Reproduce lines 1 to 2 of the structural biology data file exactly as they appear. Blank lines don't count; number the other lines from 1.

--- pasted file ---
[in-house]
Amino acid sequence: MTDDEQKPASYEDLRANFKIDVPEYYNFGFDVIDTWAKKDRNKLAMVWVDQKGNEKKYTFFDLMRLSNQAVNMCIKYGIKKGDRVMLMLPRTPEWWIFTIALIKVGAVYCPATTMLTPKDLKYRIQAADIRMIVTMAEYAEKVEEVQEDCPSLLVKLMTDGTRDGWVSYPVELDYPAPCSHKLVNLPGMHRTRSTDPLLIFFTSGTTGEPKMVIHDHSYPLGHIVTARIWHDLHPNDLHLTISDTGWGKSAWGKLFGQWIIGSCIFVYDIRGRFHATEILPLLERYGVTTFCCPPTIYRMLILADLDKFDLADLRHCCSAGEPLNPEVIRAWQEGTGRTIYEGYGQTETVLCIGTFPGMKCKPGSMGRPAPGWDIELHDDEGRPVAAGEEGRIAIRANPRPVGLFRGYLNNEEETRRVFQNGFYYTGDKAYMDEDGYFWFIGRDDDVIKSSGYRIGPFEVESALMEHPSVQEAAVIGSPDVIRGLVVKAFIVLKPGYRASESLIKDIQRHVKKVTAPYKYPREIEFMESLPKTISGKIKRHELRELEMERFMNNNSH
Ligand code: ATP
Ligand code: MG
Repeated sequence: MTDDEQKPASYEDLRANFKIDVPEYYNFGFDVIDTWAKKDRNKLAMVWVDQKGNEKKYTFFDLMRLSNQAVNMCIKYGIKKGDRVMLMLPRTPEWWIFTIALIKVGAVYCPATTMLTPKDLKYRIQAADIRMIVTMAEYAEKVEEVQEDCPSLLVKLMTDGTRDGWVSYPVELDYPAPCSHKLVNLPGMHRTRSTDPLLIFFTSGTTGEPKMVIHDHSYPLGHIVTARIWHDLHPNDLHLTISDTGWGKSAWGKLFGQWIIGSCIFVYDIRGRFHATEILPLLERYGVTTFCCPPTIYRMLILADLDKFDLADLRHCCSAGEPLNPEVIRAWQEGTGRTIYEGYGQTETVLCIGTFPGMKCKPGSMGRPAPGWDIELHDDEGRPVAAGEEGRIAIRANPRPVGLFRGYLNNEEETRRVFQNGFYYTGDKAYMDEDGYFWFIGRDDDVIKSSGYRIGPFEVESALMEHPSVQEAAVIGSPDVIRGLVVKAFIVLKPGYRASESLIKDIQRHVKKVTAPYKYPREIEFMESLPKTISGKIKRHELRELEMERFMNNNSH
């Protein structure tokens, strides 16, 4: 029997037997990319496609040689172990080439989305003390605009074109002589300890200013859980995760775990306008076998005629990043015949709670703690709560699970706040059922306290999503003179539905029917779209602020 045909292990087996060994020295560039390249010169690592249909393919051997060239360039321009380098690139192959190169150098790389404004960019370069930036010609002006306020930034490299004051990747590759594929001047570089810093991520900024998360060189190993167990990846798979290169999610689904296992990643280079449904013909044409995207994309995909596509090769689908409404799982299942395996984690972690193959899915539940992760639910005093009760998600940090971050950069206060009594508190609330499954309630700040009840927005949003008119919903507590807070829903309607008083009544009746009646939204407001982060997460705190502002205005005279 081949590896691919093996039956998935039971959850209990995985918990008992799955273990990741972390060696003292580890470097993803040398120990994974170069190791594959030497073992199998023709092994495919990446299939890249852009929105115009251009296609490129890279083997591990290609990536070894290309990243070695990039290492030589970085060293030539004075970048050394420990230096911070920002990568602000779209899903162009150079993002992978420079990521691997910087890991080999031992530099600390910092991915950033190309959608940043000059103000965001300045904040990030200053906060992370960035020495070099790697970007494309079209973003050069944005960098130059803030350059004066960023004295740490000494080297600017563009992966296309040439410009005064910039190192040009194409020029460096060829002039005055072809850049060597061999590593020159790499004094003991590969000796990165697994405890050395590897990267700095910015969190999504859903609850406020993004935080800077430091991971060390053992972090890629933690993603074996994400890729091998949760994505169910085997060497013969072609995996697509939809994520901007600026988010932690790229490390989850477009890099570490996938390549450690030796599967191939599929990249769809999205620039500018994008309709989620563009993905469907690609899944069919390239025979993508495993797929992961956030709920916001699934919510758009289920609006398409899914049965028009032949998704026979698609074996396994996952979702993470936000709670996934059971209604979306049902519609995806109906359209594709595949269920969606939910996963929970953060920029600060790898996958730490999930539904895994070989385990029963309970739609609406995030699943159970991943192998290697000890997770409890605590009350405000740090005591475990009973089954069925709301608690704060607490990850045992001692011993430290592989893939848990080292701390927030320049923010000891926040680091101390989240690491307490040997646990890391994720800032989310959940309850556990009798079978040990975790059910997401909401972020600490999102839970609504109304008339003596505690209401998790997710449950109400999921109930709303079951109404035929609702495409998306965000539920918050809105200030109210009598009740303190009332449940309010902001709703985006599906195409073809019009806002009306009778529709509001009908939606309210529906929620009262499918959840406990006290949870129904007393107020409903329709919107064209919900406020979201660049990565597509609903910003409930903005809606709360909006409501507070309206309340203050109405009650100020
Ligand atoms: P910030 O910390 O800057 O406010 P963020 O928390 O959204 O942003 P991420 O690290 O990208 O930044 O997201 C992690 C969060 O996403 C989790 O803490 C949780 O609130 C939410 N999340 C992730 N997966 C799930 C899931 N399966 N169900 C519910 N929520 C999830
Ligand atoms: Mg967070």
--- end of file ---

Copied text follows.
[in-house]
Amino acid sequence: MTDDEQKPASYEDLRANFKIDVPEYYNFGFDVIDTWAKKDRNKLAMVWVDQKGNEKKYTFFDLMRLSNQAVNMCIKYGIKKGDRVMLMLPRTPEWWIFTIALIKVGAVYCPATTMLTPKDLKYRIQAADIRMIVTMAEYAEKVEEVQEDCPSLLVKLMTDGTRDGWVSYPVELDYPAPCSHKLVNLPGMHRTRSTDPLLIFFTSGTTGEPKMVIHDHSYPLGHIVTARIWHDLHPNDLHLTISDTGWGKSAWGKLFGQWIIGSCIFVYDIRGRFHATEILPLLERYGVTTFCCPPTIYRMLILADLDKFDLADLRHCCSAGEPLNPEVIRAWQEGTGRTIYEGYGQTETVLCIGTFPGMKCKPGSMGRPAPGWDIELHDDEGRPVAAGEEGRIAIRANPRPVGLFRGYLNNEEETRRVFQNGFYYTGDKAYMDEDGYFWFIGRDDDVIKSSGYRIGPFEVESALMEHPSVQEAAVIGSPDVIRGLVVKAFIVLKPGYRASESLIKDIQRHVKKVTAPYKYPREIEFMESLPKTISGKIKRHELRELEMERFMNNNSH